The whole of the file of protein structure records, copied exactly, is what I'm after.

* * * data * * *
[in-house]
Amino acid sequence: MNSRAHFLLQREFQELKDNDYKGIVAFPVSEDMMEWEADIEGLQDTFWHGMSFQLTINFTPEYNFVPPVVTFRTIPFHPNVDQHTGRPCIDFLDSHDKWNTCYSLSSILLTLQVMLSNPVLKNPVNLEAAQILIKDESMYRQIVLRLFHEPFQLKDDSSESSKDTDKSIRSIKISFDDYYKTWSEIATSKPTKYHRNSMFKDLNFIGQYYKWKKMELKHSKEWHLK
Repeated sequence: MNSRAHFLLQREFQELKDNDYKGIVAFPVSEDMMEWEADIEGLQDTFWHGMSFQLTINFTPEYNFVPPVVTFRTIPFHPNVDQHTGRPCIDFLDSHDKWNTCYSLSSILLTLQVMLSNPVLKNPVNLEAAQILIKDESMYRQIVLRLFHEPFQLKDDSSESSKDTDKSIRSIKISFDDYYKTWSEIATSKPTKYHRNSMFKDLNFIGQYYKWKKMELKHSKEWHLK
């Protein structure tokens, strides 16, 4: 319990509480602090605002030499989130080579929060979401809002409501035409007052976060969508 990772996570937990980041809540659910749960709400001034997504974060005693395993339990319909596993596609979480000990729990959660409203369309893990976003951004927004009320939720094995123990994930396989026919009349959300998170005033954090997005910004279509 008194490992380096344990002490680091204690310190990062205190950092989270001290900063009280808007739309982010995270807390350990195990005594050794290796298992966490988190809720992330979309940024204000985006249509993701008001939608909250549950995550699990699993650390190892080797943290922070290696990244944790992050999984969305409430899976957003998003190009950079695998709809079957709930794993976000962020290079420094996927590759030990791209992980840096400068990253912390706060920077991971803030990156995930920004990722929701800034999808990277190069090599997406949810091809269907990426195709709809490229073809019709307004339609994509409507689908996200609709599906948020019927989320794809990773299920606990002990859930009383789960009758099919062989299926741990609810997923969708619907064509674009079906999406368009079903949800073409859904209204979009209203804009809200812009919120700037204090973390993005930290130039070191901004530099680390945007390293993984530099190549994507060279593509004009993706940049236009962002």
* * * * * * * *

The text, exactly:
[in-house]
Amino acid sequence: MNSRAHFLLQREFQELKDNDYKGIVAFPVSEDMMEWEADIEGLQDTFWHGMSFQLTINFTPEYNFVPPVVTFRTIPFHPNVDQHTGRPCIDFLDSHDKWNTCYSLSSILLTLQVMLSNPVLKNPVNLEAAQILIKDESMYRQIVLRLFHEPFQLKDDSSESSKDTDKSIRSIKISFDDYYKTWSEIATSKPTKYHRNSMFKDLNFIGQYYKWKKMELKHSKEWHLK
Repeated sequence: MNSRAHFLLQREFQELKDNDYKGIVAFPVSEDMMEWEADIEGLQDTFWHGMSFQLTINFTPEYNFVPPVVTFRTIPFHPNVDQHTGRPCIDFLDSHDKWNTCYSLSSILLTLQVMLSNPVLKNPVNLEAAQILIKDESMYRQIVLRLFHEPFQLKDDSSESSKDTDKSIRSIKISFDDYYKTWSEIATSKPTKYHRNSMFKDLNFIGQYYKWKKMELKHSKEWHLK
């Protein structure tokens, strides 16, 4: 319990509480602090605002030499989130080579929060979401809002409501035409007052976060969508 990772996570937990980041809540659910749960709400001034997504974060005693395993339990319909596993596609979480000990729990959660409203369309893990976003951004927004009320939720094995123990994930396989026919009349959300998170005033954090997005910004279509 008194490992380096344990002490680091204690310190990062205190950092989270001290900063009280808007739309982010995270807390350990195990005594050794290796298992966490988190809720992330979309940024204000985006249509993701008001939608909250549950995550699990699993650390190892080797943290922070290696990244944790992050999984969305409430899976957003998003190009950079695998709809079957709930794993976000962020290079420094996927590759030990791209992980840096400068990253912390706060920077991971803030990156995930920004990722929701800034999808990277190069090599997406949810091809269907990426195709709809490229073809019709307004339609994509409507689908996200609709599906948020019927989320794809990773299920606990002990859930009383789960009758099919062989299926741990609810997923969708619907064509674009079906999406368009079903949800073409859904209204979009209203804009809200812009919120700037204090973390993005930290130039070191901004530099680390945007390293993984530099190549994507060279593509004009993706940049236009962002």